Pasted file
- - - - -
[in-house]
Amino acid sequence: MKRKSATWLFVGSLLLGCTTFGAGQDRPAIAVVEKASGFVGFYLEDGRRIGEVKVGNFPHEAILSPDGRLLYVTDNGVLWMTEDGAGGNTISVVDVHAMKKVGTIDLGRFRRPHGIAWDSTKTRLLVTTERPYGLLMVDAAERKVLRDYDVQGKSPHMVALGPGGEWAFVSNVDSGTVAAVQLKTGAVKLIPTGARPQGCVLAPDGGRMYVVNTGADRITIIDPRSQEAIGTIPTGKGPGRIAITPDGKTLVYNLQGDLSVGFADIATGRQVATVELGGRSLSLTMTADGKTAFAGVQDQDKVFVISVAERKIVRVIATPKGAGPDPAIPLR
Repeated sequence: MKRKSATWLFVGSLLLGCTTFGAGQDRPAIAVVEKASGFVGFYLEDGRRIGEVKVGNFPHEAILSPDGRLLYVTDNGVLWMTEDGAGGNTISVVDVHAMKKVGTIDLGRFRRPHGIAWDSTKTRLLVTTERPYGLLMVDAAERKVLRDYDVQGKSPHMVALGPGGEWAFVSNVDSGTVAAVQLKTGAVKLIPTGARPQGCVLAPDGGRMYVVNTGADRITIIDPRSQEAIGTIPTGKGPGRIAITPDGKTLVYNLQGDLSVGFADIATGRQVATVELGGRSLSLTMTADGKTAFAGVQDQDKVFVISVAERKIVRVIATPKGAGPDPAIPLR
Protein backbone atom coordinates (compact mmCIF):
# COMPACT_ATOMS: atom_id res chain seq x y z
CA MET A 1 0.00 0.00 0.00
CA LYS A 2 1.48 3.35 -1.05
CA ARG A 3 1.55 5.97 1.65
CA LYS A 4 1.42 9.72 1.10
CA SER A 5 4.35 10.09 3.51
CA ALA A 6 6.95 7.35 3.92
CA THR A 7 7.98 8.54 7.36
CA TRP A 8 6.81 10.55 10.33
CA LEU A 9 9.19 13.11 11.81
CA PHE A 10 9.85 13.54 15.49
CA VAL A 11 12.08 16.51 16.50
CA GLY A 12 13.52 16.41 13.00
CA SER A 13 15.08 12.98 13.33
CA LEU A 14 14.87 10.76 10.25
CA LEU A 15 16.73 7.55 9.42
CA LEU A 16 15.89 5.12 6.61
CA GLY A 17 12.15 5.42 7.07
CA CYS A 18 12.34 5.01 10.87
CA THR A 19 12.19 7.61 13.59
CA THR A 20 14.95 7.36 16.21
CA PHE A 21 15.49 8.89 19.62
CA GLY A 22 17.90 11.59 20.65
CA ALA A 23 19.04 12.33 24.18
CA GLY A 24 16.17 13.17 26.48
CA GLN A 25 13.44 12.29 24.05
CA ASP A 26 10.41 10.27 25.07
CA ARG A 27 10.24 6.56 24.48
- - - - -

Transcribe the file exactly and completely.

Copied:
[in-house]
Amino acid sequence: MKRKSATWLFVGSLLLGCTTFGAGQDRPAIAVVEKASGFVGFYLEDGRRIGEVKVGNFPHEAILSPDGRLLYVTDNGVLWMTEDGAGGNTISVVDVHAMKKVGTIDLGRFRRPHGIAWDSTKTRLLVTTERPYGLLMVDAAERKVLRDYDVQGKSPHMVALGPGGEWAFVSNVDSGTVAAVQLKTGAVKLIPTGARPQGCVLAPDGGRMYVVNTGADRITIIDPRSQEAIGTIPTGKGPGRIAITPDGKTLVYNLQGDLSVGFADIATGRQVATVELGGRSLSLTMTADGKTAFAGVQDQDKVFVISVAERKIVRVIATPKGAGPDPAIPLR
Repeated sequence: MKRKSATWLFVGSLLLGCTTFGAGQDRPAIAVVEKASGFVGFYLEDGRRIGEVKVGNFPHEAILSPDGRLLYVTDNGVLWMTEDGAGGNTISVVDVHAMKKVGTIDLGRFRRPHGIAWDSTKTRLLVTTERPYGLLMVDAAERKVLRDYDVQGKSPHMVALGPGGEWAFVSNVDSGTVAAVQLKTGAVKLIPTGARPQGCVLAPDGGRMYVVNTGADRITIIDPRSQEAIGTIPTGKGPGRIAITPDGKTLVYNLQGDLSVGFADIATGRQVATVELGGRSLSLTMTADGKTAFAGVQDQDKVFVISVAERKIVRVIATPKGAGPDPAIPLR
Protein backbone atom coordinates (compact mmCIF):
# COMPACT_ATOMS: atom_id res chain seq x y z
CA MET A 1 0.00 0.00 0.00
CA LYS A 2 1.48 3.35 -1.05
CA ARG A 3 1.55 5.97 1.65
CA LYS A 4 1.42 9.72 1.10
CA SER A 5 4.35 10.09 3.51
CA ALA A 6 6.95 7.35 3.92
CA THR A 7 7.98 8.54 7.36
CA TRP A 8 6.81 10.55 10.33
CA LEU A 9 9.19 13.11 11.81
CA PHE A 10 9.85 13.54 15.49
CA VAL A 11 12.08 16.51 16.50
CA GLY A 12 13.52 16.41 13.00
CA SER A 13 15.08 12.98 13.33
CA LEU A 14 14.87 10.76 10.25
CA LEU A 15 16.73 7.55 9.42
CA LEU A 16 15.89 5.12 6.61
CA GLY A 17 12.15 5.42 7.07
CA CYS A 18 12.34 5.01 10.87
CA THR A 19 12.19 7.61 13.59
CA THR A 20 14.95 7.36 16.21
CA PHE A 21 15.49 8.89 19.62
CA GLY A 22 17.90 11.59 20.65
CA ALA A 23 19.04 12.33 24.18
CA GLY A 24 16.17 13.17 26.48
CA GLN A 25 13.44 12.29 24.05
CA ASP A 26 10.41 10.27 25.07
CA ARG A 27 10.24 6.56 24.48